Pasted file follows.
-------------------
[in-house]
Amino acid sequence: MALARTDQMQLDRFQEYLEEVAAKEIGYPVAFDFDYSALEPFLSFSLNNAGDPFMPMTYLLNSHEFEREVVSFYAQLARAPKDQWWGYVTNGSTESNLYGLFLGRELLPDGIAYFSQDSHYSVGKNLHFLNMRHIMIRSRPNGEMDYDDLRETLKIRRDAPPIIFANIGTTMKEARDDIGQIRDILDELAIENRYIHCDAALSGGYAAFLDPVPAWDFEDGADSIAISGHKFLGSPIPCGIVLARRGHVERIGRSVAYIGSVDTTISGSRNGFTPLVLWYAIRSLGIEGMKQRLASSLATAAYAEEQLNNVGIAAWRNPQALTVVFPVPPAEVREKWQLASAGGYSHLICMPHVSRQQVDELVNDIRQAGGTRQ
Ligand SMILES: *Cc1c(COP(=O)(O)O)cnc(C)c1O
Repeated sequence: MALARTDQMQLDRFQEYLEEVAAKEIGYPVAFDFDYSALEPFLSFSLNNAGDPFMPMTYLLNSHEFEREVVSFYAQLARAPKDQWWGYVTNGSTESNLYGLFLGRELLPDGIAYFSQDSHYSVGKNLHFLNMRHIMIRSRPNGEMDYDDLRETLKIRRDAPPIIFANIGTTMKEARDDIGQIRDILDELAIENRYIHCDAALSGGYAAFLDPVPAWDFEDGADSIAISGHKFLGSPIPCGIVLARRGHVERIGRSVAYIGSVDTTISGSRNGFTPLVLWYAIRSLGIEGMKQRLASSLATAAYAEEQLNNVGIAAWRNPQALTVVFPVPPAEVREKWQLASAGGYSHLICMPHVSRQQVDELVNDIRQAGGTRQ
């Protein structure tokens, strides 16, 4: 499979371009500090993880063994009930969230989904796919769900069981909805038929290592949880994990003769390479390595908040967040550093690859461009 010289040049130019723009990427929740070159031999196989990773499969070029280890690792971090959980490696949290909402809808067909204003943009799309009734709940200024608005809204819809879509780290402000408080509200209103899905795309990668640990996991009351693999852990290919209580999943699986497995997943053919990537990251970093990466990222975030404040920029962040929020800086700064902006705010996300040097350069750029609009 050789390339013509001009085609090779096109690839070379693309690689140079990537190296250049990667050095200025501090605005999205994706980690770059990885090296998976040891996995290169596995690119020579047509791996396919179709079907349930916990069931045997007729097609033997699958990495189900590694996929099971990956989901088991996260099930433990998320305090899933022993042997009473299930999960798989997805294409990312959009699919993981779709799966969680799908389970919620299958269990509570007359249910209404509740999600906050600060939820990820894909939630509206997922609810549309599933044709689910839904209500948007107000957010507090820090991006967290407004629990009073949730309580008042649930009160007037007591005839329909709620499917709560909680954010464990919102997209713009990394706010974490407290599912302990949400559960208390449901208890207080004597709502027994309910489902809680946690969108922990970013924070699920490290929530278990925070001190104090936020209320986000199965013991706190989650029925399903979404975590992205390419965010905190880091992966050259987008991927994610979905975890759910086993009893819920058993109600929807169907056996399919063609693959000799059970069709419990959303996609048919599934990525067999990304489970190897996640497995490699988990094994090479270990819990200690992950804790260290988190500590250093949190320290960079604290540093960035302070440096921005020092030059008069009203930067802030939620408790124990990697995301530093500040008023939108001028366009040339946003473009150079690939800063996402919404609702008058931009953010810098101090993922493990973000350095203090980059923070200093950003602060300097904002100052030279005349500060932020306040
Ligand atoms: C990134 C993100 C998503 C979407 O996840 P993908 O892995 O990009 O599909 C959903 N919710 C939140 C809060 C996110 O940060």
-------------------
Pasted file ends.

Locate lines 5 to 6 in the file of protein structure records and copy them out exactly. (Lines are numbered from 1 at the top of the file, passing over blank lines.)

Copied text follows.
């Protein structure tokens, strides 16, 4: 499979371009500090993880063994009930969230989904796919769900069981909805038929290592949880994990003769390479390595908040967040550093690859461009 010289040049130019723009990427929740070159031999196989990773499969070029280890690792971090959980490696949290909402809808067909204003943009799309009734709940200024608005809204819809879509780290402000408080509200209103899905795309990668640990996991009351693999852990290919209580999943699986497995997943053919990537990251970093990466990222975030404040920029962040929020800086700064902006705010996300040097350069750029609009 050789390339013509001009085609090779096109690839070379693309690689140079990537190296250049990667050095200025501090605005999205994706980690770059990885090296998976040891996995290169596995690119020579047509791996396919179709079907349930916990069931045997007729097609033997699958990495189900590694996929099971990956989901088991996260099930433990998320305090899933022993042997009473299930999960798989997805294409990312959009699919993981779709799966969680799908389970919620299958269990509570007359249910209404509740999600906050600060939820990820894909939630509206997922609810549309599933044709689910839904209500948007107000957010507090820090991006967290407004629990009073949730309580008042649930009160007037007591005839329909709620499917709560909680954010464990919102997209713009990394706010974490407290599912302990949400559960208390449901208890207080004597709502027994309910489902809680946690969108922990970013924070699920490290929530278990925070001190104090936020209320986000199965013991706190989650029925399903979404975590992205390419965010905190880091992966050259987008991927994610979905975890759910086993009893819920058993109600929807169907056996399919063609693959000799059970069709419990959303996609048919599934990525067999990304489970190897996640497995490699988990094994090479270990819990200690992950804790260290988190500590250093949190320290960079604290540093960035302070440096921005020092030059008069009203930067802030939620408790124990990697995301530093500040008023939108001028366009040339946003473009150079690939800063996402919404609702008058931009953010810098101090993922493990973000350095203090980059923070200093950003602060300097904002100052030279005349500060932020306040
Ligand atoms: C990134 C993100 C998503 C979407 O996840 P993908 O892995 O990009 O599909 C959903 N919710 C939140 C809060 C996110 O940060």